Schools across St. Tammany Parish are observing Black History Month this February with a variety of programs and assemblies. Many had guest speakers from the community, presented songs, gave Powerpoint slide shows, held essay contests and put up educational displays throughout the campus. Programs are continuing over the next week.
Students took part in a variety of research projects and video productions, interviewing students, faculty, and members of the Black community. Some schools viewed films about Black Americans and had discussions afterwards. School libraries also took part in the event by showcasing books about Black Americans and their accomplishments. One school incorporated Black History Month into its design for its Mardi Gras floats.
Superintendent W. L. “Trey” Folse, III said, “Black History Month has become an important part of our School Year, with students focusing on the accomplishments and talents of Black leaders and individuals throughout our history. Teachers, students, and administrators have done much to enrich our knowledge about the contributions made by Black Americans in science, politics, and the arts.”
Abney Elementary held its Black History Month program on February 1, and every day has featured a reading during its morning announcements. Their topic for this month’s “Writing for Excellence” assignment is “Who is your favorite Black American and Why?” The school also presented a stage production with dozens of children involved.
Principal Susan Patin of Lake Harbor Middle School said, “We started with a special broadcast to the entire school to commemorate the birthday of Dr. Martin Luther King, Jr. in January. This month, our broadcast team presented information researched by our Social Studies classes, and this week we will host a Young Audiences presentation on Celebrating Black Americans in History.”
Many schools used the occasion to spotlight the arts, showcasing the works of Black artists in music and dance. Some student projects examined the history of the Black communities within their attendance areas, discovering the rich culture that has developed over the years through the influence of African Americans.
Efforts commemorating the month included emphasizing the importance of diversity throughout society.
Mandeville Elementary students learned a song about the life of Dr. Martin Luther King, Jr. “We held discussions on how we can make a difference in the world when we do what is right even when it is difficult,” said Principal Chantelle Smith. Students there also learned about African American artists and their art.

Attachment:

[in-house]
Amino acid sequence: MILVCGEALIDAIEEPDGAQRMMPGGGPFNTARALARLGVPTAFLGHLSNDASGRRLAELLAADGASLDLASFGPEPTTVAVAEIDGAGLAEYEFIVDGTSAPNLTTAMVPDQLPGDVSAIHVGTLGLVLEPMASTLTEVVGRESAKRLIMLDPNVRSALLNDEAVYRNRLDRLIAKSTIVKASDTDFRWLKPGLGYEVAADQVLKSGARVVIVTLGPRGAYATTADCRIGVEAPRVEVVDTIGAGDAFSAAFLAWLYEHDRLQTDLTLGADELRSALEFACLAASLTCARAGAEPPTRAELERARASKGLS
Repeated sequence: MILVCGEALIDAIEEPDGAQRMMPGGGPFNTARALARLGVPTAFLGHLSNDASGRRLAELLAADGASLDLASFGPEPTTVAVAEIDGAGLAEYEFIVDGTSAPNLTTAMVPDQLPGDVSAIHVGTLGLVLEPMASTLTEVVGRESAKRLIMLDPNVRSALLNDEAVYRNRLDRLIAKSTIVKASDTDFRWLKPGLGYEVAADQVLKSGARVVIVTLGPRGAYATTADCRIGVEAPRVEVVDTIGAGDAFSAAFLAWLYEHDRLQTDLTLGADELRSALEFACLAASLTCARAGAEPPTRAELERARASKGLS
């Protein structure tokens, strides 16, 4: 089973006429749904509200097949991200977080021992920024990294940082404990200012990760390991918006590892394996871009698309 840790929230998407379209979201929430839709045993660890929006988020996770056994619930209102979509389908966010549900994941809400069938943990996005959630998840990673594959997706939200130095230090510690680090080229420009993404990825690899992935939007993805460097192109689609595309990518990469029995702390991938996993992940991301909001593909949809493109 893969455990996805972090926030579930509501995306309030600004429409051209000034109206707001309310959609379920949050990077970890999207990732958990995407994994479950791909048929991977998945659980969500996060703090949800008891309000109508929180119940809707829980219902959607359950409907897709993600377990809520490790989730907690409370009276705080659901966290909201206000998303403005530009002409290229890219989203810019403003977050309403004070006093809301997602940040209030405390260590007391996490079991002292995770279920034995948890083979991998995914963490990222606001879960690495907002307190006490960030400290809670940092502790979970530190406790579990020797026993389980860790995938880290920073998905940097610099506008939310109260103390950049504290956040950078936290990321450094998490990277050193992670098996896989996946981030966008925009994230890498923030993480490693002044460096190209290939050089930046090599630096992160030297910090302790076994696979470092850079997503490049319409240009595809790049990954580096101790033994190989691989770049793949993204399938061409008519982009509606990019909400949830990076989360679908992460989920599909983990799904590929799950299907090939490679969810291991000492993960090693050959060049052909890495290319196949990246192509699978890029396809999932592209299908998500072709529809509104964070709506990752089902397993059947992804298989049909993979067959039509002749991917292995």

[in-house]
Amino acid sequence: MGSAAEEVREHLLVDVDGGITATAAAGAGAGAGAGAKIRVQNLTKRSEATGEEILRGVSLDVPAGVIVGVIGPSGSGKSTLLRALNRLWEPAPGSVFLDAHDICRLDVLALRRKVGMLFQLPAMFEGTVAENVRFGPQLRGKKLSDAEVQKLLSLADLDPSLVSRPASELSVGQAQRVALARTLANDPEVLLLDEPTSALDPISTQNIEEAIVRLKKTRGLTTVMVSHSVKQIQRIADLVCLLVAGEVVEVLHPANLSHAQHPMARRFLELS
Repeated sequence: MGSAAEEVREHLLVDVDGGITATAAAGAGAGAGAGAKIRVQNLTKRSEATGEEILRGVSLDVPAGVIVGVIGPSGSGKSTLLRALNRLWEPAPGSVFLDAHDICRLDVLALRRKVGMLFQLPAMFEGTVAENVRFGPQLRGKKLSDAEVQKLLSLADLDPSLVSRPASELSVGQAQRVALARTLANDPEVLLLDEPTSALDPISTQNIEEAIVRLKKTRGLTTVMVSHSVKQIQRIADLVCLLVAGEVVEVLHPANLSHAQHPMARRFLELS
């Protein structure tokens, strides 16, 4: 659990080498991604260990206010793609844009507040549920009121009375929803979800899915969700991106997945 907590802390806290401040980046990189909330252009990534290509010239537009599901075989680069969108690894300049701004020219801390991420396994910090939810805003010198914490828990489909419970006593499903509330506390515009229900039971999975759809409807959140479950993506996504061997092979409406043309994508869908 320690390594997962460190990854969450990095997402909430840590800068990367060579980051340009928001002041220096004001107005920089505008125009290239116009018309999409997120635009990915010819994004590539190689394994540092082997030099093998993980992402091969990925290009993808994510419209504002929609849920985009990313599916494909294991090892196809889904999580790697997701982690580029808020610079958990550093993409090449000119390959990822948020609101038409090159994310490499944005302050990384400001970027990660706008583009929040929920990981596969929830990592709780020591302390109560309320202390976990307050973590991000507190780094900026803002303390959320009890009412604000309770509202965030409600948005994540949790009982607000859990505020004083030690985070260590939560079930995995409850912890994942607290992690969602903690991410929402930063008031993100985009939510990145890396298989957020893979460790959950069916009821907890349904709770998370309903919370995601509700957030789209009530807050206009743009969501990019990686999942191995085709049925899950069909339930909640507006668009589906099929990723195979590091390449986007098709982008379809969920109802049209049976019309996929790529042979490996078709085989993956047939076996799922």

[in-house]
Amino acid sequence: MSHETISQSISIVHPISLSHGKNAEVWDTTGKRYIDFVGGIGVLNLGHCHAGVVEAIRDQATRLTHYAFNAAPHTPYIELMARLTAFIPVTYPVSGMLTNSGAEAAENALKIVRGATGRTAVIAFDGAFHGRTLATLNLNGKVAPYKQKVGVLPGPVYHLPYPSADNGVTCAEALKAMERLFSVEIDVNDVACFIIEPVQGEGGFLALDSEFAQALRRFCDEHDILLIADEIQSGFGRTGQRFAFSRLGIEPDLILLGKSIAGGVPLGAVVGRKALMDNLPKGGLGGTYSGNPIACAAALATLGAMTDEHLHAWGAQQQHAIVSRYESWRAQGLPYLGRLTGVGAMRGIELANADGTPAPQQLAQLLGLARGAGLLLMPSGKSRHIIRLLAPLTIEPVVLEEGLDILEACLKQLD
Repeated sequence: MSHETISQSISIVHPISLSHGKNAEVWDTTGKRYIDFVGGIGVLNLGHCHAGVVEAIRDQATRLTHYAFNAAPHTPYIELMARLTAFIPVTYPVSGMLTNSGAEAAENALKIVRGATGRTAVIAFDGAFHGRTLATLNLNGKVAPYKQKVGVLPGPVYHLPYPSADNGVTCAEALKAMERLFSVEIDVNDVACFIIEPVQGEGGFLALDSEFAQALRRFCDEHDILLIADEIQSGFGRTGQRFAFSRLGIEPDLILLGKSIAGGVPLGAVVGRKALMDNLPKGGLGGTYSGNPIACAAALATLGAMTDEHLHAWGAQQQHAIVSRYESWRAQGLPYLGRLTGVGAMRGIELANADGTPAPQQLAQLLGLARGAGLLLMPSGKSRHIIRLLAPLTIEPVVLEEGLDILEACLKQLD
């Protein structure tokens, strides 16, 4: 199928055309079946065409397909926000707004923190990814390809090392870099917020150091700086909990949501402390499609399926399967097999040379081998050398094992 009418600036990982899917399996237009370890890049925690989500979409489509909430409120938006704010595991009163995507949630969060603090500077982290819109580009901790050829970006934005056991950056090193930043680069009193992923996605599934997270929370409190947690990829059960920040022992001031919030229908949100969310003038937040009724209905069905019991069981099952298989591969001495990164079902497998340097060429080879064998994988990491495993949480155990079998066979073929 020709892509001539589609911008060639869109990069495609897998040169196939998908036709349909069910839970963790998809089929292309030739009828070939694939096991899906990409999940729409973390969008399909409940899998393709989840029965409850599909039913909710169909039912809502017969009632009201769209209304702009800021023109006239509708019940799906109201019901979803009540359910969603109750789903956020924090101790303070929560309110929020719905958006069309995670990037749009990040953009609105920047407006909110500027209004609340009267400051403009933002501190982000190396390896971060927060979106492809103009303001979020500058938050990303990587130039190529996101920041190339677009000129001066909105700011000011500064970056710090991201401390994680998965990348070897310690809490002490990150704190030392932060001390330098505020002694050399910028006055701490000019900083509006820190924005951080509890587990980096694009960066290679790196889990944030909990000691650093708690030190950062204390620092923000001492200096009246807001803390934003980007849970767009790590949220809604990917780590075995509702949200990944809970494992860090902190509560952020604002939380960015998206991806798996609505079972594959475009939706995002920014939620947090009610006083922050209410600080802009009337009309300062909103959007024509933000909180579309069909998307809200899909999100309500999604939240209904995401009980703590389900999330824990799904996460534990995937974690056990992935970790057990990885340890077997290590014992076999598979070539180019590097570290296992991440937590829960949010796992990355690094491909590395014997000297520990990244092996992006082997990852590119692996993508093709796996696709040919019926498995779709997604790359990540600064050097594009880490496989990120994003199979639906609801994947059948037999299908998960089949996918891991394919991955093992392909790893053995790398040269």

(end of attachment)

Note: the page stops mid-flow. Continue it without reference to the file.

Principal Roslyn Hanson at Pitcher Junior High School stated that her students took part in a program that gave an overview of the critical points in African American history through poetry and literature. “At the end of the month, we will give the students an opportunity to reflect on what they have learned,” she said.
Fontainebleau Junior High included Black History Month in its classroom lessons, focusing on the contributions of Black Americans, and daily presentations and documentaries were also shown on the school’s in-house broadcasts. Lee Road Junior High School’s eighth grade class held a teleconference with students in Ghana, West Africa, to ask and answer questions and share insights into each other’s cultures.
Pontchartrain Elementary in Mandeville also reviewed the significance of the month and celebrated the many contributions made by famous Black Americans over the years. Printed biographies were placed on display in the school hallways.
Salmen High School brought in an African Drum and Dance troupe for a special performance for the students, many of whom participated with instrumental, vocal, and dramatic performances of their own. Chahta-Ima Elementary will hold a music program on Monday with songs, poetry, and dance themed in line with Black History Month.
Magnolia Trace Elementary had been planning for the celebration for many months, having appointed a committee to come up with ideas for lesson plans, daily announcements, and even a scavenger hunt throughout the school with clues taped to the walls.
Northshore High School decorated bulletin boards and also had special programs observing Black History Month.
For more photos from Black History Month in the schools,click here.
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